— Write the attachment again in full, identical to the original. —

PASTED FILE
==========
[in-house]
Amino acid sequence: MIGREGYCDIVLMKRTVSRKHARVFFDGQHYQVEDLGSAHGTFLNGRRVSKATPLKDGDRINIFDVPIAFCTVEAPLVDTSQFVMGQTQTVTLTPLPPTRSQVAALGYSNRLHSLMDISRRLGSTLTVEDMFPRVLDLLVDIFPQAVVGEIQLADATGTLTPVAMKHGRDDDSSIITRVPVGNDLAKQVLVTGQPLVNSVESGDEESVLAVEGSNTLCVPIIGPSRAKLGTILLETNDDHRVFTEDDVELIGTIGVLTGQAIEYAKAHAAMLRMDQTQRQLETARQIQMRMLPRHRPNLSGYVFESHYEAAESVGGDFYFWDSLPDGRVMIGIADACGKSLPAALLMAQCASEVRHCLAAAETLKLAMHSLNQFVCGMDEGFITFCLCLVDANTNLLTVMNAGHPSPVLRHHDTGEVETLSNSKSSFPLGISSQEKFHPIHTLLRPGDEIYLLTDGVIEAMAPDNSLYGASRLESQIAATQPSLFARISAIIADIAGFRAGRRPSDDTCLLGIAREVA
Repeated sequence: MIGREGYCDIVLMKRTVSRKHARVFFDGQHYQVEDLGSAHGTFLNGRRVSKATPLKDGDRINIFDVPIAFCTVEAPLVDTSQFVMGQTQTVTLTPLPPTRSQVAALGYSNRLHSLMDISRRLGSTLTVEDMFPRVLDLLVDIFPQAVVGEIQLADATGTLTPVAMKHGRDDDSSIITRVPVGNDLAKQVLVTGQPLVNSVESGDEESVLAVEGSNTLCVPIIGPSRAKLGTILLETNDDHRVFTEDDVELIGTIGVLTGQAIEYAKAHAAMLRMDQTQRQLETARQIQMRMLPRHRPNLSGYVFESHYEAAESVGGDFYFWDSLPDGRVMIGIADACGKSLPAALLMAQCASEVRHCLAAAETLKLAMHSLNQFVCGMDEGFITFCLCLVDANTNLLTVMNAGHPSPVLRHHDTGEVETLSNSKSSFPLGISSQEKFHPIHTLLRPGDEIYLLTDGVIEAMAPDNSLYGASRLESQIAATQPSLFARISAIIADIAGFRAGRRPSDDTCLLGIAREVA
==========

[in-house]
Amino acid sequence: MIGREGYCDIVLMKRTVSRKHARVFFDGQHYQVEDLGSAHGTFLNGRRVSKATPLKDGDRINIFDVPIAFCTVEAPLVDTSQFVMGQTQTVTLTPLPPTRSQVAALGYSNRLHSLMDISRRLGSTLTVEDMFPRVLDLLVDIFPQAVVGEIQLADATGTLTPVAMKHGRDDDSSIITRVPVGNDLAKQVLVTGQPLVNSVESGDEESVLAVEGSNTLCVPIIGPSRAKLGTILLETNDDHRVFTEDDVELIGTIGVLTGQAIEYAKAHAAMLRMDQTQRQLETARQIQMRMLPRHRPNLSGYVFESHYEAAESVGGDFYFWDSLPDGRVMIGIADACGKSLPAALLMAQCASEVRHCLAAAETLKLAMHSLNQFVCGMDEGFITFCLCLVDANTNLLTVMNAGHPSPVLRHHDTGEVETLSNSKSSFPLGISSQEKFHPIHTLLRPGDEIYLLTDGVIEAMAPDNSLYGASRLESQIAATQPSLFARISAIIADIAGFRAGRRPSDDTCLLGIAREVA
Repeated sequence: MIGREGYCDIVLMKRTVSRKHARVFFDGQHYQVEDLGSAHGTFLNGRRVSKATPLKDGDRINIFDVPIAFCTVEAPLVDTSQFVMGQTQTVTLTPLPPTRSQVAALGYSNRLHSLMDISRRLGSTLTVEDMFPRVLDLLVDIFPQAVVGEIQLADATGTLTPVAMKHGRDDDSSIITRVPVGNDLAKQVLVTGQPLVNSVESGDEESVLAVEGSNTLCVPIIGPSRAKLGTILLETNDDHRVFTEDDVELIGTIGVLTGQAIEYAKAHAAMLRMDQTQRQLETARQIQMRMLPRHRPNLSGYVFESHYEAAESVGGDFYFWDSLPDGRVMIGIADACGKSLPAALLMAQCASEVRHCLAAAETLKLAMHSLNQFVCGMDEGFITFCLCLVDANTNLLTVMNAGHPSPVLRHHDTGEVETLSNSKSSFPLGISSQEKFHPIHTLLRPGDEIYLLTDGVIEAMAPDNSLYGASRLESQIAATQPSLFARISAIIADIAGFRAGRRPSDDTCLLGIAREVA